“Every woman is a princess” is this show’s mantra, inspired by a phrase in the Dior catalogue that well to do Lady Dant gives to Ada after admiring the splendid evening gown she sees in her wardrobe. And in many ways this is a classic story of Working Class aspiration, where, just like Mrs Johnstone in Blood Brothers, Ada Harris dreams of a better life, a different kind of world that could have been hers had she been born in a different class. The light comparison in Act One between Ada and Lady Dant mirrors that between Mrs Johnstone and Mrs Lyons in Blood Brothers, a chance to juxtapose lives and purpose.
But Wagstaff and Taylor are offering something far more complex in fact, and while Ada covets the beautiful gown, her reasons are personal and meaningful, while at no point does she express any dissatisfaction with her lot in life or desire to be anyone other than she is. It is crucial that she wants the dress purely as an object of art, not to wear or to be someone else, but to lift her spirits of an evening by admiring its cut and flow, a right she has earned by saving and working hard rather than by luck or happenstance. And that is what makes this show so heartwarming, that all she wants is a little unobtainable beauty in her life as any of us might admire a painting or scenic view.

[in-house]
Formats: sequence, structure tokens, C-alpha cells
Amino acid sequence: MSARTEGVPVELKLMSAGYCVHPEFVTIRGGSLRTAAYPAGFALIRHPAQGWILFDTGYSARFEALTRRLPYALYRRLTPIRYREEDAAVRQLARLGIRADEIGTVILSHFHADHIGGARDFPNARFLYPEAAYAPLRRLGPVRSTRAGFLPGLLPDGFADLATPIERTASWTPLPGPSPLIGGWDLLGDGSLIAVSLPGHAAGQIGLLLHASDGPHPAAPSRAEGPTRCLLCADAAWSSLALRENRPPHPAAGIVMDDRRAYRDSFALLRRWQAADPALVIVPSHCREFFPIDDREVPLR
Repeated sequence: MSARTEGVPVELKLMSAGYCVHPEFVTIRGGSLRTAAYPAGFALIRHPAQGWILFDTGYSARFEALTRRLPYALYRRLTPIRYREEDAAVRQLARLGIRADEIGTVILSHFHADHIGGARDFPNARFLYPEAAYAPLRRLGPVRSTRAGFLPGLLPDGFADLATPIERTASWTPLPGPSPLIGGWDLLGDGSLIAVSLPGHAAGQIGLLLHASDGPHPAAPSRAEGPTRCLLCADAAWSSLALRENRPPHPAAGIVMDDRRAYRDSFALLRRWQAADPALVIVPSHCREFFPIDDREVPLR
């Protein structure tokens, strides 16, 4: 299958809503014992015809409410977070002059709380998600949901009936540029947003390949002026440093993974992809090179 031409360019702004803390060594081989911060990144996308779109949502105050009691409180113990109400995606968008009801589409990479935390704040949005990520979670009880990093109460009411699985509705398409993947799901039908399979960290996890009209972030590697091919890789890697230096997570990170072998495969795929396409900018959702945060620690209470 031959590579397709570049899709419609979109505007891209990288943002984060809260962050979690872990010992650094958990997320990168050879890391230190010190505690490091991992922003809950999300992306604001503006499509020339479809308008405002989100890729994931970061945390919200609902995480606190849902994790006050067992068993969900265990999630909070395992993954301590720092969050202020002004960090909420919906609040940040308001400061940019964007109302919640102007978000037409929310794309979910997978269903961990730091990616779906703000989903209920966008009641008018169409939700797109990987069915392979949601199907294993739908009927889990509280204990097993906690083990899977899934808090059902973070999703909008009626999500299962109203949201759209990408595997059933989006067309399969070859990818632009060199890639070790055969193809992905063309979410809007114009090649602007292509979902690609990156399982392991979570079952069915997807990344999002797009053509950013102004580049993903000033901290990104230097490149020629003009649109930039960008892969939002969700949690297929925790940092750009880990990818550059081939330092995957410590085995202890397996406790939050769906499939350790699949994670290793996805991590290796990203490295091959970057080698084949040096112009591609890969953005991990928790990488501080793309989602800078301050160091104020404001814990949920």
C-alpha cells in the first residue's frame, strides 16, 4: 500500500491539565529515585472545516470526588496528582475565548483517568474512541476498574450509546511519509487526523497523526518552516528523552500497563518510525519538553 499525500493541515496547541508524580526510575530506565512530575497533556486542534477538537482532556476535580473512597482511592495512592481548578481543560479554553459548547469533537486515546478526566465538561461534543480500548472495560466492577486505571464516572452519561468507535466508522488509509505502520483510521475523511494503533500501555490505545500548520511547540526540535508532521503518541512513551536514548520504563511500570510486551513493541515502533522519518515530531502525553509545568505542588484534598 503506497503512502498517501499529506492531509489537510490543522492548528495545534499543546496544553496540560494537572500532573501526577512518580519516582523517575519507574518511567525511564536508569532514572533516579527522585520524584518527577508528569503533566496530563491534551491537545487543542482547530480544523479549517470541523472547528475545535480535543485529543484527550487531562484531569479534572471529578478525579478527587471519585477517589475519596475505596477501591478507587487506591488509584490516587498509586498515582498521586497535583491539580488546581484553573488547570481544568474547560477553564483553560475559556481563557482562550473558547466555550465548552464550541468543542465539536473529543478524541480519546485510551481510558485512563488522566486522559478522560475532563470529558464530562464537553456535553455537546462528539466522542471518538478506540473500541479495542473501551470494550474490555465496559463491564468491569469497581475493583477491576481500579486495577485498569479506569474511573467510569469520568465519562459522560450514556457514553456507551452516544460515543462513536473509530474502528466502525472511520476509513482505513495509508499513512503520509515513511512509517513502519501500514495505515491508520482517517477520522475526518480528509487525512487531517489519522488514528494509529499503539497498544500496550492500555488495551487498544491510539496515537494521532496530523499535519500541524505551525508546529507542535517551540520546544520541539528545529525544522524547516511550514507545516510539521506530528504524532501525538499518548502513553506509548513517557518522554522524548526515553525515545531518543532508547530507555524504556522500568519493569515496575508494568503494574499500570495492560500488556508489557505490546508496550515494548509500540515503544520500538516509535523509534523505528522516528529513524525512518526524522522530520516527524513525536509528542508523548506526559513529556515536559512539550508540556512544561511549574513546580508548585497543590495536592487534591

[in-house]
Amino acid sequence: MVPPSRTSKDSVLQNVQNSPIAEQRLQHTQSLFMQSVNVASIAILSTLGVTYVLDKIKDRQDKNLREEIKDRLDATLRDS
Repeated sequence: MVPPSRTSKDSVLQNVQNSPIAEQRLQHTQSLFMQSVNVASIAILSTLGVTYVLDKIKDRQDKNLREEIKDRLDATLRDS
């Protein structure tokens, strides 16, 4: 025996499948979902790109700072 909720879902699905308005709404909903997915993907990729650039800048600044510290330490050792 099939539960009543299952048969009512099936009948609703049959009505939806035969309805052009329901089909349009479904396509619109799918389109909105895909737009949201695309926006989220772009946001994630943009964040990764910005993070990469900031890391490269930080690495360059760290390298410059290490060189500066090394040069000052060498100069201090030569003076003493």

And one of the most enjoyable aspects of the story is how it continues to subvert your expectation throughout, including an upending revelation in the final moments of Act One as the audience realises things have not been quite what they seem. There are no easy ways out for these characters, so when Ada finally has some luck in the early part of the show and you expect that she will inevitably end up in Paris, before long that dream once again has moved out of reach as fate steps in to dampen the effect of the lucky break.
The message instead focuses on hardwork and kindness in achieving your goals, that participating in community, as Ada does and her clients go on to learn, brings manifold rewards for everyone – surely a message for our times. So as Ada gives her attention and care to the sweet aspiring photographer, the grumbling major, the isolated Countess and the selfish wannabe actress as well as the equivalent workers of Dior that she meets only for a couple of days, Ada as much as any of then learns the value of that connectedness – goodness is its own reward.